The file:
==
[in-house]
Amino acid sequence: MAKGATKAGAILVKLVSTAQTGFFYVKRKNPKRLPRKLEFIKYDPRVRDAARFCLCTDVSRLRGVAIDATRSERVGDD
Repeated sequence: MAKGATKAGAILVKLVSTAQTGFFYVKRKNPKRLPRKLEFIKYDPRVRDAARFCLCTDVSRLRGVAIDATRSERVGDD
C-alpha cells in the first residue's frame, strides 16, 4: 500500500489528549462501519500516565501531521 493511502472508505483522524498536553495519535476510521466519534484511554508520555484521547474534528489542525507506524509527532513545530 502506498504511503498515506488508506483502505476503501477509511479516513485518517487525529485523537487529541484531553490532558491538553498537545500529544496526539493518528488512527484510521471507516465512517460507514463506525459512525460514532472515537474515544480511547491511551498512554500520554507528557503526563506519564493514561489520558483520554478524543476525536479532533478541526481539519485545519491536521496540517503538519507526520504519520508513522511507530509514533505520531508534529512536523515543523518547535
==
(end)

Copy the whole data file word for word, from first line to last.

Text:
[in-house]
Amino acid sequence: MAKGATKAGAILVKLVSTAQTGFFYVKRKNPKRLPRKLEFIKYDPRVRDAARFCLCTDVSRLRGVAIDATRSERVGDD
Repeated sequence: MAKGATKAGAILVKLVSTAQTGFFYVKRKNPKRLPRKLEFIKYDPRVRDAARFCLCTDVSRLRGVAIDATRSERVGDD
C-alpha cells in the first residue's frame, strides 16, 4: 500500500489528549462501519500516565501531521 493511502472508505483522524498536553495519535476510521466519534484511554508520555484521547474534528489542525507506524509527532513545530 502506498504511503498515506488508506483502505476503501477509511479516513485518517487525529485523537487529541484531553490532558491538553498537545500529544496526539493518528488512527484510521471507516465512517460507514463506525459512525460514532472515537474515544480511547491511551498512554500520554507528557503526563506519564493514561489520558483520554478524543476525536479532533478541526481539519485545519491536521496540517503538519507526520504519520508513522511507530509514533505520531508534529512536523515543523518547535